Living in a Box


Thanks so much for coming. It’s really lovely to see you. How are you? And your family? I do hope Aunt Celeste feels better soon.

Would you like a cup of tea? Oh, I’m sorry – that was silly of me. I don’t have a kettle. Nowhere to plug it in, you see. I remember you’ve got one of those lovely stovetop kettles. It gives a little whistle when the water’s hot. It took me a while to stop jumping out of my skin every time I made a brew.

There’s no stove here. It’s a bit of a fire risk of course, but even so, as you see, there simply isn’t the space.

You’ve a tickle in your throat? A glass of water, maybe? I’m afraid I’ll have to let you down again. I’d love to have running water in the place, but it’d get soggy.

It gets soggy anyway. We can’t stop the rain, after all! We couldn’t keep the clouds at bay when the day was ours to save, could we? And now, our home is gone and I live, well, here.

It’s cold at night, but I see you know that. Down jacket, woollen gloves. That stupid hat you bought after we laughed at every single one in the shop, then felt sorry for the shopkeeper.

Shopkeepers don’t look at me any more. They scowl somewhere on the floor nearby. Their eyes don’t want to be sullied by contact with mine. I’ve been dirty for such a long time, you see, that even my baby blues bear the filth of the streets. That’s the only explanation, surely?

I’m sorry. I totally understand you have to go, but before you do, could I ask you something? I hate to… Well, you know… But perhaps you have a little spare? No? I’ll spend it on drugs, you say? I was hoping to buy some waterproof trousers, but I’m sure you’ve heard that line before. You always were so clever. Maybe you wouldn’t mind leaving the hat, then. It always did make me smile.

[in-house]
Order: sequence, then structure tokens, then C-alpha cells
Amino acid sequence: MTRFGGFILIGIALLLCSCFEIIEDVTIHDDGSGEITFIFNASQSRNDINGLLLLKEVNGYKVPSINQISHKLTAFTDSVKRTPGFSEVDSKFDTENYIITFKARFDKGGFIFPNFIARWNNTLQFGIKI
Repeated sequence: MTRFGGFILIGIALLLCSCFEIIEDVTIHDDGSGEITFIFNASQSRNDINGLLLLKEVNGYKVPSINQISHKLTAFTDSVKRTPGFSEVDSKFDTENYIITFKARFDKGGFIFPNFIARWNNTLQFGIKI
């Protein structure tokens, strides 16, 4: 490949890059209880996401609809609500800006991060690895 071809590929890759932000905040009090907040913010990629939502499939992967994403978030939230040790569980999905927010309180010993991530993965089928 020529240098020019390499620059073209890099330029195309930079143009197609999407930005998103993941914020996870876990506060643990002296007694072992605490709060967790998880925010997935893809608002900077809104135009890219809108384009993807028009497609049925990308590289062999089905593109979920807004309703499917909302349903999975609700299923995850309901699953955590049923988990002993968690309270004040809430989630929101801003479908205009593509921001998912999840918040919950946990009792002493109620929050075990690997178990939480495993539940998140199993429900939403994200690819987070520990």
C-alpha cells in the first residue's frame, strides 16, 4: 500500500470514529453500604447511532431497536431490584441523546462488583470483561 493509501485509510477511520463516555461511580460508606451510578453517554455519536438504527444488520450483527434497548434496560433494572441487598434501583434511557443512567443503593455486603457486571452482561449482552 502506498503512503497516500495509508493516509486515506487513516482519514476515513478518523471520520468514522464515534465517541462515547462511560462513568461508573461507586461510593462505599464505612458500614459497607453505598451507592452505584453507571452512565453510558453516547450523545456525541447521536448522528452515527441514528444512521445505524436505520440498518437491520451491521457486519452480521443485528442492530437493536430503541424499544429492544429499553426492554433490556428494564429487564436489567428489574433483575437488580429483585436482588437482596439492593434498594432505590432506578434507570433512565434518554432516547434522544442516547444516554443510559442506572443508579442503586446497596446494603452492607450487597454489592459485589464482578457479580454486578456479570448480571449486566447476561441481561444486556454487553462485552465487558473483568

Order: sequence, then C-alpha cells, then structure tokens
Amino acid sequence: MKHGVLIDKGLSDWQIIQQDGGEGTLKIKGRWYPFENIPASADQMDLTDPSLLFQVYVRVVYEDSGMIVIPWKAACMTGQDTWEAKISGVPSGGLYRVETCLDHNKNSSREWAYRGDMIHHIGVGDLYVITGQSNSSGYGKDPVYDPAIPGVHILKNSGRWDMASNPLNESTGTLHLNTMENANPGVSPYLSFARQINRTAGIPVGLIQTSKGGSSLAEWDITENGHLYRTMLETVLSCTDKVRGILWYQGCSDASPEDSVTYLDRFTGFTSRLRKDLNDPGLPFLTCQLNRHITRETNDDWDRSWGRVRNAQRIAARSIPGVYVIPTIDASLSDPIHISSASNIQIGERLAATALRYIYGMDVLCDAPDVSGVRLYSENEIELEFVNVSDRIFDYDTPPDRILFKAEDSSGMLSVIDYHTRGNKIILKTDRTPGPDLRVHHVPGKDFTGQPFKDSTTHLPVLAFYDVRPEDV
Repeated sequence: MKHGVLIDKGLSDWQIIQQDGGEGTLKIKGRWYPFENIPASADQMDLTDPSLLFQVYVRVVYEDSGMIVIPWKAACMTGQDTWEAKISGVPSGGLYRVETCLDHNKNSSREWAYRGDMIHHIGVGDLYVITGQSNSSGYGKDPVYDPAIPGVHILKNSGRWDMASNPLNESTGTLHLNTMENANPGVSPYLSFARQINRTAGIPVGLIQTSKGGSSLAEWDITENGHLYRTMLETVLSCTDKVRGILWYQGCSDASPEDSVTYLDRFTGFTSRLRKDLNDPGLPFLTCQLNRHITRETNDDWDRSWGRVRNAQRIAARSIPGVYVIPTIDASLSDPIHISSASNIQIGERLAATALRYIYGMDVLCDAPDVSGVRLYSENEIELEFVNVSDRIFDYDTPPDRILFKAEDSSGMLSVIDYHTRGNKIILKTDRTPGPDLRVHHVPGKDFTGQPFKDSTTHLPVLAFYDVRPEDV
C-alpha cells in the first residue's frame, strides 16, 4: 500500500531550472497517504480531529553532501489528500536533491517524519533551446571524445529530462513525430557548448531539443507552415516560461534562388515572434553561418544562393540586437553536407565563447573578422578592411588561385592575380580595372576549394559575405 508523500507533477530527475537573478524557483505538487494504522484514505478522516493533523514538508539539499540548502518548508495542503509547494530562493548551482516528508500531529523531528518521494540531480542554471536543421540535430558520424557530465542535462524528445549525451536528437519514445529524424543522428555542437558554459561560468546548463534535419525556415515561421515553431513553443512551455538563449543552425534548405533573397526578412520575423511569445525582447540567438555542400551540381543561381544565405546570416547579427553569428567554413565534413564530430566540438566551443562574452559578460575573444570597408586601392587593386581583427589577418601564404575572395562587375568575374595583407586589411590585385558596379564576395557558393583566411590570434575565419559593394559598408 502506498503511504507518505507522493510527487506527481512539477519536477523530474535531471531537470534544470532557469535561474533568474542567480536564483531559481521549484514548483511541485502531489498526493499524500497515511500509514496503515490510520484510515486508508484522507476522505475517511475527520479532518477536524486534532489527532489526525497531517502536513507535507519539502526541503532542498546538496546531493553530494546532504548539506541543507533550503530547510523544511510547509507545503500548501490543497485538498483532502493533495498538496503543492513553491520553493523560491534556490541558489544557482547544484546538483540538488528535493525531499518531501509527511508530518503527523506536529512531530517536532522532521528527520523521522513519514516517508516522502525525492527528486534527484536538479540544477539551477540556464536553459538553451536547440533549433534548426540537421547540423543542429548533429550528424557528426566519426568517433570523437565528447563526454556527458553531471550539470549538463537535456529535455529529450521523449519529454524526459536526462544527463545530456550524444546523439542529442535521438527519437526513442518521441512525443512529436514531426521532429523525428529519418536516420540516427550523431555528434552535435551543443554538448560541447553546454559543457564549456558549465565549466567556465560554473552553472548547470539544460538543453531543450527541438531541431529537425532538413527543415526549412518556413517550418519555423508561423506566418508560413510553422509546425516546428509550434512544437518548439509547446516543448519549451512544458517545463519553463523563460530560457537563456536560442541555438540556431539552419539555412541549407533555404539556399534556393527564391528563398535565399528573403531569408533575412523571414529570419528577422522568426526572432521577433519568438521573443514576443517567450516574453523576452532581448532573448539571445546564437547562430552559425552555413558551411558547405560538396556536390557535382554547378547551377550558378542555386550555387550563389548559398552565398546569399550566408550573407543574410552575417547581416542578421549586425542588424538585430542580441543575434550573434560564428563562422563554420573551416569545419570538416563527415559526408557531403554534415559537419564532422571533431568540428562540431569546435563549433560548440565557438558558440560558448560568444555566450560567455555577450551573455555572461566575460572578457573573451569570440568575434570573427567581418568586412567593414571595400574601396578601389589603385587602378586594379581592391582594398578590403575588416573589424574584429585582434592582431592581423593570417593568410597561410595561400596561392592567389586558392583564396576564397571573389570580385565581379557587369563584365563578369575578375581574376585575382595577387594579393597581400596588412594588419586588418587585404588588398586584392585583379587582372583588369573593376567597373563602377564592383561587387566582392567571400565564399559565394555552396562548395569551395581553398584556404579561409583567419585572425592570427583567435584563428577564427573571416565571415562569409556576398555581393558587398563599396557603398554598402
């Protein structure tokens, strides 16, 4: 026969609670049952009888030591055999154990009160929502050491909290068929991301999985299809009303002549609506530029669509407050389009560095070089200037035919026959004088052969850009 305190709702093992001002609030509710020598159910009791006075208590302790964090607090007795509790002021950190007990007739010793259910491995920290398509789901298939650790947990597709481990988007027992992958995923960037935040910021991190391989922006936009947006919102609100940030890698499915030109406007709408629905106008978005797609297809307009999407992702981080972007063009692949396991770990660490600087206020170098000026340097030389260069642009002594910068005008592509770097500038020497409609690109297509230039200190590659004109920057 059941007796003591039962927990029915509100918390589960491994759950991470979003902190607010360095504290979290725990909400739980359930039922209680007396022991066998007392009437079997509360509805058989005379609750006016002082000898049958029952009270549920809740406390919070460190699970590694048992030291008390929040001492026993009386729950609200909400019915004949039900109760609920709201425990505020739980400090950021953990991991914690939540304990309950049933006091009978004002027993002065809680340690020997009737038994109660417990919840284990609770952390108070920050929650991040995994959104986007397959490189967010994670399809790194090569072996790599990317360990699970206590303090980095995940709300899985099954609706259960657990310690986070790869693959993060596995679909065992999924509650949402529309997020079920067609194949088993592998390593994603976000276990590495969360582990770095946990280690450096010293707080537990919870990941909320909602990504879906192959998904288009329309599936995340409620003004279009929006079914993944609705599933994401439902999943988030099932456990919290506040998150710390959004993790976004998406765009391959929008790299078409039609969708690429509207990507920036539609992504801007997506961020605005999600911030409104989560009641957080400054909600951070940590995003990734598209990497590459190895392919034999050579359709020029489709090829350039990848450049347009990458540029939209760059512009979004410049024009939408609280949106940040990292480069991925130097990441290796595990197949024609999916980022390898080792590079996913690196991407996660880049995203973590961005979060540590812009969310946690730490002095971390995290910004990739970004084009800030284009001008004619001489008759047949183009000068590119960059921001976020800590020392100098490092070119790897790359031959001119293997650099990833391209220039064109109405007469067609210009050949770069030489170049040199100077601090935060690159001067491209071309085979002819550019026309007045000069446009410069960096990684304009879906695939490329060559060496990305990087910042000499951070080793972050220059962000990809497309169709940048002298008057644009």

Jack and his Ma: A Dialogue

Look at you, Jack! You’ve got crumbs all over your vest and your laces are untied. If you don’t smarten yourself up, you’ll never find work at the market.

Suits me, Ma. You know those greedy farmers’ll work a man to death and pay them half what they promised! I’d rather stay here.

That’s because you’ve never been hungry, lad. All those years after your Pa died, I went without so’s you’d grow up big and strong and look at you – thin as a ferret and twice as sneaky. I’d ha been better off leaving you out for the crows.

Aah, but then who would be here to soak your bunions and rest his chin on your head when it’s raining?

I weren’t always this old, boy. Once upon a time, I had five different dresses and a comb for Sundays and ohhhh. Look what you’ve done. You’re going to be late if you don’t get going. Let me get those crumbs while you tie your laces. And don’t think I didn’t see that extra biscuit in your pocket! You’ll replace the crumbs before the end of the lane, no doubt.

Nonsense, Ma. You’re going batty.

Less of your lip. And don’t forget to take Daisy to the stream by the church. At least if she’s well-watered, they might not notice how skinny she is and you’ll get a decent price.

Yes, Ma. Bye, Ma.

And Jack?


This is important. You know we’re in trouble. If we have another winter like the last, then I…

I know, Ma. I love you. Trust me.


Day Five: Be Brief

Today’s Prompt: You stumble upon a random letter on the path. You read it. It affects you deeply, and you wish it could be returned to the person to which it’s addressed. Write a story about this encounter.

Today’s twist: Approach this post in as few words as possible.

Who sends letters nowadays? Especially with such an important message. I think of all the “oops!” packages from Royal Mail, when it looks like your message has been snacked upon by a goat. They never stood a chance.